I am an economic sociologist with interests in the areas of signaling, organizational processes, and competitive strategy. In particular, my research examines how actors signal their capabilities and commitments in order to achieve competitive advantage in markets. I am especially intrigued by two dilemmas that arise in this process. First, competitors are also trying to signal their capabilities and commitments, making competitive advantage difficult to achieve. Second, such claims of competitive advantage are subject to suspicions of “cheap talk.” How then does the actor navigate such dilemmas? When and why can the actor succeed in convincing her audiences of her competitive advantage? In my research, I identify how the actor’s strategic enactment of valuations (e.g., conformity; differentiation) signals her capabilities and commitments and how such microsociological mechanisms shape macro-phenomena surrounding competitive advantage in organizations and markets.
Based on a deep understanding of the contexts I study, I use both quantitative (experimental and observational) and qualitative (interview) methods to sharpen my ideas and test them.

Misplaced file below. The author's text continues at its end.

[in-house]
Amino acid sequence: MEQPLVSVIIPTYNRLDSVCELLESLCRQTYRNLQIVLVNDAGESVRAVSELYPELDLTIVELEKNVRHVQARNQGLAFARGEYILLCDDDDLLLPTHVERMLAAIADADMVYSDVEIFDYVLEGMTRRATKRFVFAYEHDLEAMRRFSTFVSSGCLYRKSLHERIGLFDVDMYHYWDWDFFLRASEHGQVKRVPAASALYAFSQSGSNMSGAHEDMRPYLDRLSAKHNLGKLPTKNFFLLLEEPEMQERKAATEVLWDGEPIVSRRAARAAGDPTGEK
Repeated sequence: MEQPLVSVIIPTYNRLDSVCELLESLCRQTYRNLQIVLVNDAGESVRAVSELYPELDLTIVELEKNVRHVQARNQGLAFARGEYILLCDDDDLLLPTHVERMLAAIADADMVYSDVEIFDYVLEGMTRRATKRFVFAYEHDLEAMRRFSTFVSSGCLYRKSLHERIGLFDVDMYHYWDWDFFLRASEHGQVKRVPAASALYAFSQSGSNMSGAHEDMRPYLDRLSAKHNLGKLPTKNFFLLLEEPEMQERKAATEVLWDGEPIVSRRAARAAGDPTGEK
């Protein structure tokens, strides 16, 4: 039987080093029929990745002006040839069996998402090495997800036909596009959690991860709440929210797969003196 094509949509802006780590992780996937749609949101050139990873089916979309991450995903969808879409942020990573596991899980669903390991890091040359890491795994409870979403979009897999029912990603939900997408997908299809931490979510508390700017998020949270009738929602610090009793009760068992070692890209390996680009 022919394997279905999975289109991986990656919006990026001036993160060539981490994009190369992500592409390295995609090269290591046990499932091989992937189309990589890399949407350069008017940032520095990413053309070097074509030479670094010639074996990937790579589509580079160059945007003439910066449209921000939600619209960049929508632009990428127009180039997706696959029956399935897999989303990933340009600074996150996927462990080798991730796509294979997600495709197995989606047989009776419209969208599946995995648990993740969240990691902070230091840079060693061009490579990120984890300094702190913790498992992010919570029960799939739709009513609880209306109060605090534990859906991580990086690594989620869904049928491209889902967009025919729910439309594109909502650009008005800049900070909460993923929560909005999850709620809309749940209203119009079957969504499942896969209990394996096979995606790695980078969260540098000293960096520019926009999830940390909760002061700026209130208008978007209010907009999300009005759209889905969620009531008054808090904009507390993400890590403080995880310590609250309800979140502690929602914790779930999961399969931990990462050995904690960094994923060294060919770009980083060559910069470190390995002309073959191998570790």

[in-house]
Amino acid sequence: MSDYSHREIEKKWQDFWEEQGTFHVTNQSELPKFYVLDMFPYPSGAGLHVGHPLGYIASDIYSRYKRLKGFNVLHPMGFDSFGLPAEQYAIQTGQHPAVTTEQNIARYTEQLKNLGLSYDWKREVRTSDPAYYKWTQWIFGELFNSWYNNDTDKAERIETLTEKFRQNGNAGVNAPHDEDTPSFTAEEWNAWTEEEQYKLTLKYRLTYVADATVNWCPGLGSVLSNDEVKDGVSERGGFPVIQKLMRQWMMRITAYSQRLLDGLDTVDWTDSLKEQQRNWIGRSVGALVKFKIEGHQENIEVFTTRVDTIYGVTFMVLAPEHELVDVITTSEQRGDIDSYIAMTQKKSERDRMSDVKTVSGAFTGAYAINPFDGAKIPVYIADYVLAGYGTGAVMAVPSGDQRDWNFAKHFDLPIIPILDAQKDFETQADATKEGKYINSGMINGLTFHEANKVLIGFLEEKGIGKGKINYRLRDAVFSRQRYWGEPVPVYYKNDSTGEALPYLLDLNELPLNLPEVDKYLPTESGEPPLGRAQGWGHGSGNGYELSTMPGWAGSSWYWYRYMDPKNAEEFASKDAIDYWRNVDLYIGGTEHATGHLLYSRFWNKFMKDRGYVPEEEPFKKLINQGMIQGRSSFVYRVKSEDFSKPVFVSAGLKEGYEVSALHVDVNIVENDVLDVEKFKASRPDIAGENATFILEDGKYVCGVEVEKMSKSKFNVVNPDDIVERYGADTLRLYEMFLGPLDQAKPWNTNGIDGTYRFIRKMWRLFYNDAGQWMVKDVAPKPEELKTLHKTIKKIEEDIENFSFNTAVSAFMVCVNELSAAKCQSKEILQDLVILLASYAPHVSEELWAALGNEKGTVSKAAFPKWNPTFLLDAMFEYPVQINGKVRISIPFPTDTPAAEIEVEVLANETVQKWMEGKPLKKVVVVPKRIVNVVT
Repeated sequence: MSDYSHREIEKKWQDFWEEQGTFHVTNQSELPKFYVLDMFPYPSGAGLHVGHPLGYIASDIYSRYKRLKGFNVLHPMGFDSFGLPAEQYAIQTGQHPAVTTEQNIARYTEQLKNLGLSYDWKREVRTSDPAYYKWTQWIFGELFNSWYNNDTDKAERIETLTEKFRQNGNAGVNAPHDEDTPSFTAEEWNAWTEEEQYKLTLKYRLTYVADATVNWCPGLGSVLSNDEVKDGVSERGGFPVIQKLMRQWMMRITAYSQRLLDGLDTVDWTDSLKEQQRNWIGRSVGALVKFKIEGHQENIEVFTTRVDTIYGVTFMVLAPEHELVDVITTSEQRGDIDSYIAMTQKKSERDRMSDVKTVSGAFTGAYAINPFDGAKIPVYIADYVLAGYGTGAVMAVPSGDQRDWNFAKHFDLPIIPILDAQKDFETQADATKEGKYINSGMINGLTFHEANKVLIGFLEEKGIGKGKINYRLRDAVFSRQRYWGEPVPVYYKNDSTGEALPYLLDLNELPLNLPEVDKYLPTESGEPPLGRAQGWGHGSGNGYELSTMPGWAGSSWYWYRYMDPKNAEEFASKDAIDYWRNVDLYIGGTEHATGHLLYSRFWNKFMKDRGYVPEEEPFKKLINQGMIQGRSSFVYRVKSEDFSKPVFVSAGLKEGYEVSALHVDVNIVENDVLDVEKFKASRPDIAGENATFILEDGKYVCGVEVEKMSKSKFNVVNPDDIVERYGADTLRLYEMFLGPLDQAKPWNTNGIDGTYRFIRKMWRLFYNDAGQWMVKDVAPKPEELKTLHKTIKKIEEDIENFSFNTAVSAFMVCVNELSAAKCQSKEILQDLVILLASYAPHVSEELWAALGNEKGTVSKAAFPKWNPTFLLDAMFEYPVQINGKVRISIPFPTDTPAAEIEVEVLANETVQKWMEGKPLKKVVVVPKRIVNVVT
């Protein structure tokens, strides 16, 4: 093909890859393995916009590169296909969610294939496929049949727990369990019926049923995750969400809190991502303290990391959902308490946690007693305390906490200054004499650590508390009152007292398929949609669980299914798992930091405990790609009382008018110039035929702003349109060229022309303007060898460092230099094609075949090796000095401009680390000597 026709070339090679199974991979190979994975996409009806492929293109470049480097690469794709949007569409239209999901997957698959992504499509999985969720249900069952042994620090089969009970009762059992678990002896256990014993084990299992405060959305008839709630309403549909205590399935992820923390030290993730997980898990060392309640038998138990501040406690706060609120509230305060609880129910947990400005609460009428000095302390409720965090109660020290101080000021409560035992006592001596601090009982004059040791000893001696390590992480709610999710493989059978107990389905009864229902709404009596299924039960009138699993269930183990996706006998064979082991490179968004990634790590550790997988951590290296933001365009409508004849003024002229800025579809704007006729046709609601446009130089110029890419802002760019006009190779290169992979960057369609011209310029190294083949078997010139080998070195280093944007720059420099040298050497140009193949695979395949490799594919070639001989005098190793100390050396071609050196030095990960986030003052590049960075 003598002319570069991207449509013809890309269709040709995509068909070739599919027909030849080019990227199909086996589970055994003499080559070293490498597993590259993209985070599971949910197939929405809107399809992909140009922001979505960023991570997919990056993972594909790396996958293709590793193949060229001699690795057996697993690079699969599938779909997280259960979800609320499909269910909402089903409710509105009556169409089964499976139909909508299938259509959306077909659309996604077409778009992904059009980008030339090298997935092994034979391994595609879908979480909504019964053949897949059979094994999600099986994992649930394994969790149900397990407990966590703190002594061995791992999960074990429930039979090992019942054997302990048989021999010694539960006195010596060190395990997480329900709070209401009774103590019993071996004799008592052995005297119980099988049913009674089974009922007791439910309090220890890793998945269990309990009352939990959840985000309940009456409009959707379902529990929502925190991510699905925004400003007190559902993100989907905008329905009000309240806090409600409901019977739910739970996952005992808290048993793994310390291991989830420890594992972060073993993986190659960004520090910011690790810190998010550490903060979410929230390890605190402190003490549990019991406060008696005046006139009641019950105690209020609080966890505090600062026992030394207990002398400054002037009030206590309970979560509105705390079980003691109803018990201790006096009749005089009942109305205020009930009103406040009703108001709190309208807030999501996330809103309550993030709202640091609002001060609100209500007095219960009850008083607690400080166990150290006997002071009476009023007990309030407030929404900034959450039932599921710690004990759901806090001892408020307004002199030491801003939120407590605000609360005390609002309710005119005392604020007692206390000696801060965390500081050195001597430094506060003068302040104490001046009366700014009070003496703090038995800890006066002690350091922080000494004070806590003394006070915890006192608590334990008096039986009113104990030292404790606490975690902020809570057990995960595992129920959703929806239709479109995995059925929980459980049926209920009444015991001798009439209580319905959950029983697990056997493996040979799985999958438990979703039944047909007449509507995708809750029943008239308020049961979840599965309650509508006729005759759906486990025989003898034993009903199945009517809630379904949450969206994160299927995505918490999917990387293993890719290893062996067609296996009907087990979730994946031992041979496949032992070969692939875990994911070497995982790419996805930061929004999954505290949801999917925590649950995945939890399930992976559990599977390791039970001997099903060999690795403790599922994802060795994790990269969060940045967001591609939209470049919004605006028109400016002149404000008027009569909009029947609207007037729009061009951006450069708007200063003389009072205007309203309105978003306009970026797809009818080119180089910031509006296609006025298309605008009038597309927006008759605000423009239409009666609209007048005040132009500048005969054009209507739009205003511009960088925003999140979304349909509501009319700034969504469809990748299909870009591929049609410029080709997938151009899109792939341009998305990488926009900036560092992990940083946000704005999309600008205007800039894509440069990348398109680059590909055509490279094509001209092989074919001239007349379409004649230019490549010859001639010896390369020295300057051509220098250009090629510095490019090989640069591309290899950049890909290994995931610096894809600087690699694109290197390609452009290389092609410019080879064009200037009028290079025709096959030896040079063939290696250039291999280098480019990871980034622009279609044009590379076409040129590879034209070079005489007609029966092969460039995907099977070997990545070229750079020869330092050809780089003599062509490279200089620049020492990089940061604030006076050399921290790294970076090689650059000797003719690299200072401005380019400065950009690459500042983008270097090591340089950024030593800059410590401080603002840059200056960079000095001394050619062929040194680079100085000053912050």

My research has been published or conditionally accepted in academic journals such as American Sociological Review, Sociological Science, and Social Science Research. It has also received the Best Student Paper Award at the Academy of Management Organization and Management Theory (OMT) Division; Best Graduate Student Paper Award in American Sociological Association Section on Rationality and Society; and Honorable Mention for the Best Graduate Student Paper in American Sociological Association Section on Social Psychology.
Please contact me if you would like a copy of one of the papers below.
A Man is Known By His Cup: Signaling Commitment via Costly Conformity
Job Market Paper
Best Graduate Student Paper Award in American Sociological Association section on Rationality and Society
Honorable Mention for the Best Graduate Student Paper in American Sociological Association section on Social Psychology
When is the Illusion of Sincerity Created? Accounting for Suspicion of Deviance Elicited by (Entrepreneurial) Norm Enforcement
With Ezra Zuckerman
Conditionally accepted in Sociological Science
The Hipster Effect: Selective Differentiation in Cultural Markets
With Daniel DellaPosta
Best Student Paper in Academy of Management Organization and Management Theory (OMT) Division